SANTA CRUZ COUNTY — Preliminary numbers from the 2019 Point-In-Time count indicate more than 2,100 Santa Cruz County residents were homeless, including 1,700 who did not have shelter.
The total of 2,167 homeless persons represents a slight decline from 2017. Chronic and veteran homelessness in particular showed positive trends, with the former decreasing by nearly one-third. However, youth and family homelessness showed slight increases.
“With the heartbreaking increases in homelessness in many communities across California, this is positive news,” Santa Cruz County Homeless Services Coordinator Rayne Marr said. “But it’s not a victory. Homelessness is unacceptably high in Santa Cruz County, with families and individuals suffering and impacts being felt throughout the community, and we hope this data marks a turning point in reducing homelessness.”
Since the 2017 Point-in-Time (PIT) Count, the Homeless Action Partnership (HAP) and community partners have taken many steps to improve the community’s response to homelessness and expand programs to provide housing and homelessness prevention and rapid rehousing services.
Among these steps was HAP’s implementation of the Smart Path Coordinated Entry System to assess homeless individuals and improve service delivery including housing, medical and behavioral health resources.
HAP members and community partners also increased efforts to house homeless persons. From 2017 to 2019, the Housing Authority of Santa Cruz County increased Section 8 vouchers by four percent, including increases in vouchers for homeless veterans and for medically vulnerable homeless adults.
Currently, an additional 50 homeless persons hold housing vouchers and are actively seeking a home.
“The first step in solving homelessness is housing,” Housing Authority Executive Director Jenny Panetta said. “Housing is a platform to improve all aspects of health and quality of life. I thank all the landlords who have come forward to be a part of the solution when it comes to reducing homelessness throughout Santa Cruz County.”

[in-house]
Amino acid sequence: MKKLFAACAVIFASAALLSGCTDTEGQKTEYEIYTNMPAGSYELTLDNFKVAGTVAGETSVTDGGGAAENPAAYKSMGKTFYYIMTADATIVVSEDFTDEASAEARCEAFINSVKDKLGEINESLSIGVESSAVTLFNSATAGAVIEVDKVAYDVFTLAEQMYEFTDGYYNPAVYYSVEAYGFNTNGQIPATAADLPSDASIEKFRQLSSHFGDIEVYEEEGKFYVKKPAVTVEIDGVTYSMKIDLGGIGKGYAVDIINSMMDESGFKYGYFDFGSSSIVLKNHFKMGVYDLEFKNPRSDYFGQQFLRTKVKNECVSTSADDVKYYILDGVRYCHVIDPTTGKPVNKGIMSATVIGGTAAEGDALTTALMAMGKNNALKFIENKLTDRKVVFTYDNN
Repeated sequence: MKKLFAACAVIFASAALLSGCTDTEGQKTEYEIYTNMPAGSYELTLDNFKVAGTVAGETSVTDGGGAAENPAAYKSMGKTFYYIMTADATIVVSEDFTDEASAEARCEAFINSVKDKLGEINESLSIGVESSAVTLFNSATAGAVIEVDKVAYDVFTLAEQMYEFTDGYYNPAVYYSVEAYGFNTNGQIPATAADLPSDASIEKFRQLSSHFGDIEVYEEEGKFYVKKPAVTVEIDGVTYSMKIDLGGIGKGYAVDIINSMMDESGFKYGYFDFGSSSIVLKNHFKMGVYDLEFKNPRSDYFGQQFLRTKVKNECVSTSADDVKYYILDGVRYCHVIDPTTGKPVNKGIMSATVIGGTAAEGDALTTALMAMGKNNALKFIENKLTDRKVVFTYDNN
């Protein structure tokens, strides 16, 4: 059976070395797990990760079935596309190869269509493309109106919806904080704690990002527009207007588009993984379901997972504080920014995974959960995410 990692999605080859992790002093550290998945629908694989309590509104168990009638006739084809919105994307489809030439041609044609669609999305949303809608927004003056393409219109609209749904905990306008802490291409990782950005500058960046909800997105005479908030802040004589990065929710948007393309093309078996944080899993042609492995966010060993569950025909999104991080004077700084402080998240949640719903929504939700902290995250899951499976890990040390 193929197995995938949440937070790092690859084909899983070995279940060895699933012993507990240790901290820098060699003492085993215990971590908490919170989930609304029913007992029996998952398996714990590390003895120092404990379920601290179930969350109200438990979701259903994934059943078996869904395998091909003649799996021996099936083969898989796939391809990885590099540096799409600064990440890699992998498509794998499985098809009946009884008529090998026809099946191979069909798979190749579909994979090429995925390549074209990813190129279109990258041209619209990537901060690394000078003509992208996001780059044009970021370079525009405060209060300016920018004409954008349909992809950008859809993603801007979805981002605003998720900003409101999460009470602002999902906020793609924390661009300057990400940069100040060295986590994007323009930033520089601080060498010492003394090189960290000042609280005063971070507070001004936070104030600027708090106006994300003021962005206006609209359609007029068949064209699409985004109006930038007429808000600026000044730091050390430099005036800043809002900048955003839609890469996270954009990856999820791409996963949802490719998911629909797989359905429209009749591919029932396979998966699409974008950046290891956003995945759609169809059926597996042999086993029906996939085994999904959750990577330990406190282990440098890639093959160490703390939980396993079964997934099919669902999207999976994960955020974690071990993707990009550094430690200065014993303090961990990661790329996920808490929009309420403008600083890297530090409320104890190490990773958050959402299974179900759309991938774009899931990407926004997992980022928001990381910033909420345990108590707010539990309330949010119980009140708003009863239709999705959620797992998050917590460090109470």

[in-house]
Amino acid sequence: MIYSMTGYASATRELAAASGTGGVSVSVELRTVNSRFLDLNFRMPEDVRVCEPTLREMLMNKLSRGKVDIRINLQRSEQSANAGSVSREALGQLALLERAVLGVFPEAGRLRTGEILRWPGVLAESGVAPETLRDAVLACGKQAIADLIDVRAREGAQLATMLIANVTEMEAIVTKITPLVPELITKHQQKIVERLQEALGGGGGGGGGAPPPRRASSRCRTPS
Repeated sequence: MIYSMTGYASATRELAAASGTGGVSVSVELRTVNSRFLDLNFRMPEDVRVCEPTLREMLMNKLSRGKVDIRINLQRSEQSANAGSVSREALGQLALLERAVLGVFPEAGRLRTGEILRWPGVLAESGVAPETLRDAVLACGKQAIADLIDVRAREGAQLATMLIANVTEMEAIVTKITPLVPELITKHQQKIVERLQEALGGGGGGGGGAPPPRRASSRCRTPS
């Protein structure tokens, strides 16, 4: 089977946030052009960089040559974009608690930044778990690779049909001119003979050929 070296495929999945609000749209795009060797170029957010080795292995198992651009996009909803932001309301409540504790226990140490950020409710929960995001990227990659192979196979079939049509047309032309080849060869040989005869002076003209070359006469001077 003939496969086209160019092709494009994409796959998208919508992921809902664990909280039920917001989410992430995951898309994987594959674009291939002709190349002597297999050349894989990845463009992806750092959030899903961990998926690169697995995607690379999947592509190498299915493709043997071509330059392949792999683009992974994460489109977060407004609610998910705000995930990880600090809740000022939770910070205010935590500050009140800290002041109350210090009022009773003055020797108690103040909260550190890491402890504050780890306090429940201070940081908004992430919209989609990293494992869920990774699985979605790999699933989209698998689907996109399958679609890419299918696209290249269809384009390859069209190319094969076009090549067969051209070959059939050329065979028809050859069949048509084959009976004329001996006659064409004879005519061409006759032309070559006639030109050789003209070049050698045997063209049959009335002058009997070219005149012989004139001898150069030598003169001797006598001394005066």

In the last five years, the County-run CalWORKS Housing Assistance Move-in Program housed 178 families, and the County’s Human Services Department housed additional families through the Bringing Families Home and Housing and Disability Advocacy Program.
The County has also taken steps to address underlying factors such as substance use. In the last 18 months, outpatient treatment services are up 50 percent, residential treatment is up 60 percent and withdrawal management has increased threefold.
Since the 2017 PIT count, additional housing units for formerly homelessness persons have been made available at St. Stephen’s and Pippin Orchard, and housing services including expanded rapid re-housing and homelessness prevention services are delivered through community partners such as the Homeless Services Center, Families in Transition, the Community Action Board of Santa Cruz County and more.
The County-administered Whole Person Care program also provided housing navigation services to 118 additional clients.
Recent funding to address homeless through the Homeless Emergency Aid Program and California Emergency Solutions and Housing program includes the establishment of year-round shelter services in Santa Cruz and Watsonville, additional shelter capacity in Live Oak, and increases in housing and other day services.
The complete 2019 PIT Count report, which includes demographic information about those surveyed and complete information about subpopulation groups, is being prepared and will be released later this summer.
The PIT Count was conducted January 31 by service providers, volunteers and navigators, and was overseen by Watsonville-based Applied Survey Research, a social research organization with nearly 40 years of experience, including conducting PIT counts for counties such as Alameda, Santa Clara, San Francisco, San Luis Obispo, Monterey, Sonoma and Marin.